Lehman College Biological Sciences Professor Dr. Eleanore Wurtzel and her team of researchers have discovered an attribute of the CruP plant protein that could make crops more resistant to climate change. Dr. Wurtzel’s paper, “Lycopene cyclase paralog CruP protects against reactive oxygen species in oxygenic photosynthetic organisms,” is published in the latest issue of Proceedings of the National Academy of Sciences.
Dr. Wurtzel’s team made this discovery while investigating the role of the protein in carotenoid biosynthesis—the process by which plants make the Vitamin A source betacarotene. “The evidence suggests that the CruP protein is a unique target for developing plants and algae with increased tolerance to temperature variation and other abiotic stresses that affect plant growth and development,“ she said. “The availability of stress-resistant plants will help address the issue of global food security in the face of climate change.”
Dr. Wurtzel’s research, funded by the National Institutes of Health (NIH), has important implications for increasing stress resistance in the plants and algae now used for food and biofuels, as well as for manufacturing purposes, like the production of clothing from cotton.
“This finding represents an important step in advancing efforts to address hunger and nutritional deficiencies affecting millions of people on this planet,” said Lehman President Ricardo R. Fernández. “Professor Wurtzel’s work has attracted researchers and graduate students from around the globe, and demonstrated our institutional mission to advance scientific knowledge and understanding.”
The Lehman campus houses the Plant Sciences Ph.D. subprogram of Biology, offered by the City University of New York Graduate Center, which Dr. Wurtzel chairs. This fall, as part of CUNY’s Decade of Science, Lehman will open a new $70 million science building—the first phase of a planned three-phase complex devoted to the sciences.
Dr. Wurtzel’s laboratory is known for its long-standing contributions in the effort to eliminate Vitamin A deficiency by creating healthier foods. This deficiency is a leading cause of blindness and increased mortality in 200 million children worldwide. Dr. Wurtzel has been named as a Fellow of both the American Association for the Advancement of Science and the American Society of Plant Biologists for her work on carotenoid biosynthesis and her contributions to the scientific community.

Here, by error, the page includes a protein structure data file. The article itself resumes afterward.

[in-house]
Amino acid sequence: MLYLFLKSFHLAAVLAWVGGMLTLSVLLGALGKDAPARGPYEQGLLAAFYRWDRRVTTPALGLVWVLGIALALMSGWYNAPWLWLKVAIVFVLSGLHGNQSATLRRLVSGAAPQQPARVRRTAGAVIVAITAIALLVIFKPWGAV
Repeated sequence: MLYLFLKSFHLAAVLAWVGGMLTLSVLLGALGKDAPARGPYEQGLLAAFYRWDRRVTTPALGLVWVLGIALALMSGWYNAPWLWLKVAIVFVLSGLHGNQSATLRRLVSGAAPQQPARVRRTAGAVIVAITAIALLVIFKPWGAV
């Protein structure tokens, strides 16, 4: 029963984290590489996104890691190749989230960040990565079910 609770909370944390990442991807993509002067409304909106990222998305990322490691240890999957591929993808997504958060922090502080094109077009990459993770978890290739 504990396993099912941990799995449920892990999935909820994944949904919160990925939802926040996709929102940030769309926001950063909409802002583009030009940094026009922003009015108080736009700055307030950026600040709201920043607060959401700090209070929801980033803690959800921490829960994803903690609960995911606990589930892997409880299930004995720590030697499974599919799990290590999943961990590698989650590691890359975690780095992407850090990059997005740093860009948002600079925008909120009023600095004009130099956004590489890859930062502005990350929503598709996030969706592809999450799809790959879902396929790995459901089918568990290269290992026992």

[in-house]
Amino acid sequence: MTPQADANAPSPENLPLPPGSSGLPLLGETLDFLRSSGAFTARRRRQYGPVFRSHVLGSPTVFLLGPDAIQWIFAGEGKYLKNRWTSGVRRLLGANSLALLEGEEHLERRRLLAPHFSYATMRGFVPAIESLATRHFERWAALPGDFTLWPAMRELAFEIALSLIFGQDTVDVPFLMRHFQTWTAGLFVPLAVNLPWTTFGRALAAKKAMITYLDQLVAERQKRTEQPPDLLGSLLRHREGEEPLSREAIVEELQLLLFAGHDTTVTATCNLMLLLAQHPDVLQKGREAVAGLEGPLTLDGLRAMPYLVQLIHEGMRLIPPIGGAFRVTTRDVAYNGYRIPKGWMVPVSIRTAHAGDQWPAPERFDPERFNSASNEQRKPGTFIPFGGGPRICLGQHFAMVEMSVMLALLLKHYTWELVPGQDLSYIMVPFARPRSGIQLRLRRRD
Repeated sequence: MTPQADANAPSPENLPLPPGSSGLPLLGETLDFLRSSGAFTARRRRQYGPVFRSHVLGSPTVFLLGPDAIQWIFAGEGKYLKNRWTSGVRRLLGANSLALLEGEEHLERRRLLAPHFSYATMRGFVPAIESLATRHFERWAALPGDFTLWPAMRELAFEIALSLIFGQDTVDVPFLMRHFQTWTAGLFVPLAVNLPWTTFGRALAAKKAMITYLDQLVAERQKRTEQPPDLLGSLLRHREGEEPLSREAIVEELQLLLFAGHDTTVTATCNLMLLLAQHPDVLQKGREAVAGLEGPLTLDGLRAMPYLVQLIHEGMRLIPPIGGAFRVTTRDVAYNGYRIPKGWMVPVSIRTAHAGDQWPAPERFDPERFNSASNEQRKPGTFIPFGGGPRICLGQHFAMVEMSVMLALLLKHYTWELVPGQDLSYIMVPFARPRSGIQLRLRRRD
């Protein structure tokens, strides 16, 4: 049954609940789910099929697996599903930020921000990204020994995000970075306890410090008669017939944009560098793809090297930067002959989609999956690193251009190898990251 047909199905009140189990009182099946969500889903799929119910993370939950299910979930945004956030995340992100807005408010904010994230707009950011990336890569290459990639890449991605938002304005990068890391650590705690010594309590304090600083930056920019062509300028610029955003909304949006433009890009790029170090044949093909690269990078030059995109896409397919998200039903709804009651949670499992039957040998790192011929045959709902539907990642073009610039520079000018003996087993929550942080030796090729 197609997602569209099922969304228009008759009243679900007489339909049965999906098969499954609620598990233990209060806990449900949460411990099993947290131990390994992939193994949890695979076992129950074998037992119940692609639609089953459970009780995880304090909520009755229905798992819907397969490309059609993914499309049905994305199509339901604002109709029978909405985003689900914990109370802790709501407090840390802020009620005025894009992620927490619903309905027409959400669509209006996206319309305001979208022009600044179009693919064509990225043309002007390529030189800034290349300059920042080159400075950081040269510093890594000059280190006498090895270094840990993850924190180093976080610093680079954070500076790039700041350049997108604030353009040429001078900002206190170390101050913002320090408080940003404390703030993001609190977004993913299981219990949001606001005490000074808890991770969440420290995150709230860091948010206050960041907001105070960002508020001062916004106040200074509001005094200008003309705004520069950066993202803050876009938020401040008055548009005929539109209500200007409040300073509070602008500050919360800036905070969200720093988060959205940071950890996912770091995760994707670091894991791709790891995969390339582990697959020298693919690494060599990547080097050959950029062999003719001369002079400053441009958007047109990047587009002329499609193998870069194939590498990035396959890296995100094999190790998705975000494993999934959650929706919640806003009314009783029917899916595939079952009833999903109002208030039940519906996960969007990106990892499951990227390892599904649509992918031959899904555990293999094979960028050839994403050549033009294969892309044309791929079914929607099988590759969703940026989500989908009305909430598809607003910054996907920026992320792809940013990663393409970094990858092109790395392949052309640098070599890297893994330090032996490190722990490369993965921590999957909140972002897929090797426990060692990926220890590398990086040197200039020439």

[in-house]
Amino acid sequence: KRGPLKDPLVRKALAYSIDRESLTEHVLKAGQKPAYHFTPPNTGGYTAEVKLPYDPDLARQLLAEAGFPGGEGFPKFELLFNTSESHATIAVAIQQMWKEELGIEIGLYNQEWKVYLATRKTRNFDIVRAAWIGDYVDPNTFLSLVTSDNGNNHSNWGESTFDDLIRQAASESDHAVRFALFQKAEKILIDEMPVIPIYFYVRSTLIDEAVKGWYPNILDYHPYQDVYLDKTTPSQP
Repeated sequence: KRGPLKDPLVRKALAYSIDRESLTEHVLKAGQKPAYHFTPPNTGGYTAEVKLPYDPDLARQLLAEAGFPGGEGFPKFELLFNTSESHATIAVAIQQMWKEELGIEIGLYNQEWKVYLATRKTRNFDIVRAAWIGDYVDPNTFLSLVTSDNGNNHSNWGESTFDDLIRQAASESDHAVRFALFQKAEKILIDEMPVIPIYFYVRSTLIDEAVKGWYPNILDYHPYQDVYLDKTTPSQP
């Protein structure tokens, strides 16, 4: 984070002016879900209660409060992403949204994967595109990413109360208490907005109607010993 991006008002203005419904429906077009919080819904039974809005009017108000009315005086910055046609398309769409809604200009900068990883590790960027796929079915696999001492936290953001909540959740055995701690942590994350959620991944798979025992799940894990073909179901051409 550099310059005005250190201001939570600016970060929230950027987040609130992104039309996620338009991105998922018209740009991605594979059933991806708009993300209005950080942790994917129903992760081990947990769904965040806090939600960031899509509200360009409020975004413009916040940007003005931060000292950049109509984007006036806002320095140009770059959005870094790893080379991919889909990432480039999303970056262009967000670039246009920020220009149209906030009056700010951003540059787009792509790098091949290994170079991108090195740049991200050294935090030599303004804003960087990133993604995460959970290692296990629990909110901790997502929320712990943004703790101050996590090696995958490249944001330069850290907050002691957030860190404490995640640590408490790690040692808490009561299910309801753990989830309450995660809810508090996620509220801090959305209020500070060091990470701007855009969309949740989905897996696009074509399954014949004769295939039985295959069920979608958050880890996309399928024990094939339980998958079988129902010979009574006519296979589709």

The lead author on the paper, postdoctoral associate Dr. Louis Bradbury from Australia, altered production of the CruP protein and uncovered certain chemical changes in the modified plants. “We observed that the more of this protein the plants had, the better they seemed to deal with stress,” Dr. Wurtzel said. She added that the prior research on this protein had not focused on this particular effect. The plant Arabidopsis was used in this experiment. Grown in Dr. Wurtzel’s lab, it serves as a plant model for plant biologists worldwide.
Dr. Wurtzel, who joined the Lehman faculty in 1987, is also a faculty member of the Biology and Biochemistry Doctoral programs at the CUNY Graduate Center. She earned her Bachelor of Science in biochemistry and Ph.D. in molecular biology from SUNY Stony Brook, followed by postdoctoral training at Brookhaven National Laboratory and Cold Spring Harbor Laboratory. In addition to the NIH, her research on plant provitamin A carotenoids has been funded by the Rockefeller Foundation, American Cancer Society, McKnight Foundation and National Science Foundation.